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Survey: Black, Latino Students In LA Got Fewer Live Video Classes During COVID-19 Campus Closures

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Fewer Black and Latino students in Los Angeles are receiving live, online lessons during the coronavirus pandemic than white students, according to a survey from the advocacy group Speak Up.

The survey also shows that Latino children in particular are more likely to have had no face-time at all with their teachers over video platforms like Zoom or Google Meet during distance learning.


  • About half of white students received live, online instruction every day. Compare that to roughly 40% of Black students and less than 30% of Latino students who received live lessons daily, according to the Speak Up survey.
  • Among students with disabilities, 17% “never” interacted with their teacher during the COVID-19 lockdown — compared to 7% of non-special education students. (This tracks with some of our early reporting on the subject.)
  • English learners were also less likely to receive minimal online instruction.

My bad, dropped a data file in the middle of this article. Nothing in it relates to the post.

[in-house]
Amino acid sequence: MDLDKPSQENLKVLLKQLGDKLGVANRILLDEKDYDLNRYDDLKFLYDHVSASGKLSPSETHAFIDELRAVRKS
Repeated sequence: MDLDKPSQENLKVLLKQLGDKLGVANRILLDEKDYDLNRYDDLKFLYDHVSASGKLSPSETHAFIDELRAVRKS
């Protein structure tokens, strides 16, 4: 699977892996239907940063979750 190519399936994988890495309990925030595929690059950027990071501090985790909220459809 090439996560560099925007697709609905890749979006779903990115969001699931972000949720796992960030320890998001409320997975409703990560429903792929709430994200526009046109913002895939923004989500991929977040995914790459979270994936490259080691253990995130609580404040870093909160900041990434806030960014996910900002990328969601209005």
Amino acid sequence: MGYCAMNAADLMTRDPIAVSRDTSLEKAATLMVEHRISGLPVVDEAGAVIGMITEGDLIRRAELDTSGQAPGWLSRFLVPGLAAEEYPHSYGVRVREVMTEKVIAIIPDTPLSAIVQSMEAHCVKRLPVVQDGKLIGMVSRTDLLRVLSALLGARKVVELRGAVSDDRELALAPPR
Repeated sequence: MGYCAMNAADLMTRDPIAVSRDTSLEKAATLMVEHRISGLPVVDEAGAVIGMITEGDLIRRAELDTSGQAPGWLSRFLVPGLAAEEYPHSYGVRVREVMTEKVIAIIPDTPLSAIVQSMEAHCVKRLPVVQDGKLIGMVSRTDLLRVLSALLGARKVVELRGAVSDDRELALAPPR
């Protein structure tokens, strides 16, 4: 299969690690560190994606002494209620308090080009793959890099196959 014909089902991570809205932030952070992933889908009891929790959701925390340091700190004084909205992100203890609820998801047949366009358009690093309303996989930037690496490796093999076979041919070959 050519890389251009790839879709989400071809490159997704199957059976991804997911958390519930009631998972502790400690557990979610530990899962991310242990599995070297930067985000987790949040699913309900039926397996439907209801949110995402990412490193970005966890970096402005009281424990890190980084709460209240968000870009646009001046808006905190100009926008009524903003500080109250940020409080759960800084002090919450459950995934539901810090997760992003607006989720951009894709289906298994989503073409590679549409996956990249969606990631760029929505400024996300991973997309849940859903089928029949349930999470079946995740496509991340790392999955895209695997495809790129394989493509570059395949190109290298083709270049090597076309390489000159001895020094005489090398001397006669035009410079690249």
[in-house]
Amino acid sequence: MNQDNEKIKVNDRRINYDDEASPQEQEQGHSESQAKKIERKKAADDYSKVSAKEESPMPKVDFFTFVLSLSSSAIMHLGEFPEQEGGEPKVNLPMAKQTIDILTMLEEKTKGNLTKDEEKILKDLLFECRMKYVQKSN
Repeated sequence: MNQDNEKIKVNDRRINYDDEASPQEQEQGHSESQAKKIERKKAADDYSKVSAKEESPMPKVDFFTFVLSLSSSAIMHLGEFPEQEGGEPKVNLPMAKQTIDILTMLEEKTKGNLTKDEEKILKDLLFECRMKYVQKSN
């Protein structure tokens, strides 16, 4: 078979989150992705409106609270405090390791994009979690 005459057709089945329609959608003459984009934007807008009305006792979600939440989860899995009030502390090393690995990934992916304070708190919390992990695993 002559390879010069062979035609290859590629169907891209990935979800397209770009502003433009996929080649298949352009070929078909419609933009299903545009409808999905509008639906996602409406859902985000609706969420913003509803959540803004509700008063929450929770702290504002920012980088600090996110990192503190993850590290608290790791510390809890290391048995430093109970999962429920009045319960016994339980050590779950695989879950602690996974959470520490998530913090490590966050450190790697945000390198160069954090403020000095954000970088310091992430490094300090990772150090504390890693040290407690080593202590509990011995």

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In the L.A. Unified School District, teachers cannot be required to provide live video lessons under an agreement with the teachers union inked in early April.

Most of the survey’s roughly 400 respondents were members of Speak Up, which stands opposed to United Teachers Los Angeles on a number of policy issues and has been a leading voice in favor of more live video lessons.

But this fall, the rules will be different. In Sacramento, California lawmakers recently passed language requiring schools to document that they’re providing a minimum number of instructional minutes each day — regardless of whether students are in classrooms or accessing lessons from home. (The L.A. Times has a good write-up on this.)


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